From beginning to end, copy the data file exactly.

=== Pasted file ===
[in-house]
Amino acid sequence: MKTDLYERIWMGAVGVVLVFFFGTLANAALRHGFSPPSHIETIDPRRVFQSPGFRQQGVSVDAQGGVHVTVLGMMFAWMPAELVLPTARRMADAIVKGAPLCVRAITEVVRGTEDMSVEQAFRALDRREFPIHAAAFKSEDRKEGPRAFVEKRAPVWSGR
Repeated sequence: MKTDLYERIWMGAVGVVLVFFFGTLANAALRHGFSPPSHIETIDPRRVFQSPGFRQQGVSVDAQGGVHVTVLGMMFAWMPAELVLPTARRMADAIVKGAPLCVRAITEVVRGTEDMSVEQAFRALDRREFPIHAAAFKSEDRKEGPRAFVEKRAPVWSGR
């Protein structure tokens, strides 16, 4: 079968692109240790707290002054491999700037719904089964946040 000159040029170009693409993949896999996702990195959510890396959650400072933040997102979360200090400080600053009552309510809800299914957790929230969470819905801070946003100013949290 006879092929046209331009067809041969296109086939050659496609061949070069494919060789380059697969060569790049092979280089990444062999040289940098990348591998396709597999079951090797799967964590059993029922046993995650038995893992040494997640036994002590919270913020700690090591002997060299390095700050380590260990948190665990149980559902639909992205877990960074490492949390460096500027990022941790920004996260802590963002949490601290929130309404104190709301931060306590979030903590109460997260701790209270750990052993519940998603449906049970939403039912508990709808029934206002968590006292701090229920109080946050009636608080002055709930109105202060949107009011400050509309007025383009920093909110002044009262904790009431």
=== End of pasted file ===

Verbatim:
[in-house]
Amino acid sequence: MKTDLYERIWMGAVGVVLVFFFGTLANAALRHGFSPPSHIETIDPRRVFQSPGFRQQGVSVDAQGGVHVTVLGMMFAWMPAELVLPTARRMADAIVKGAPLCVRAITEVVRGTEDMSVEQAFRALDRREFPIHAAAFKSEDRKEGPRAFVEKRAPVWSGR
Repeated sequence: MKTDLYERIWMGAVGVVLVFFFGTLANAALRHGFSPPSHIETIDPRRVFQSPGFRQQGVSVDAQGGVHVTVLGMMFAWMPAELVLPTARRMADAIVKGAPLCVRAITEVVRGTEDMSVEQAFRALDRREFPIHAAAFKSEDRKEGPRAFVEKRAPVWSGR
């Protein structure tokens, strides 16, 4: 079968692109240790707290002054491999700037719904089964946040 000159040029170009693409993949896999996702990195959510890396959650400072933040997102979360200090400080600053009552309510809800299914957790929230969470819905801070946003100013949290 006879092929046209331009067809041969296109086939050659496609061949070069494919060789380059697969060569790049092979280089990444062999040289940098990348591998396709597999079951090797799967964590059993029922046993995650038995893992040494997640036994002590919270913020700690090591002997060299390095700050380590260990948190665990149980559902639909992205877990960074490492949390460096500027990022941790920004996260802590963002949490601290929130309404104190709301931060306590979030903590109460997260701790209270750990052993519940998603449906049970939403039912508990709808029934206002968590006292701090229920109080946050009636608080002055709930109105202060949107009011400050509309007025383009920093909110002044009262904790009431």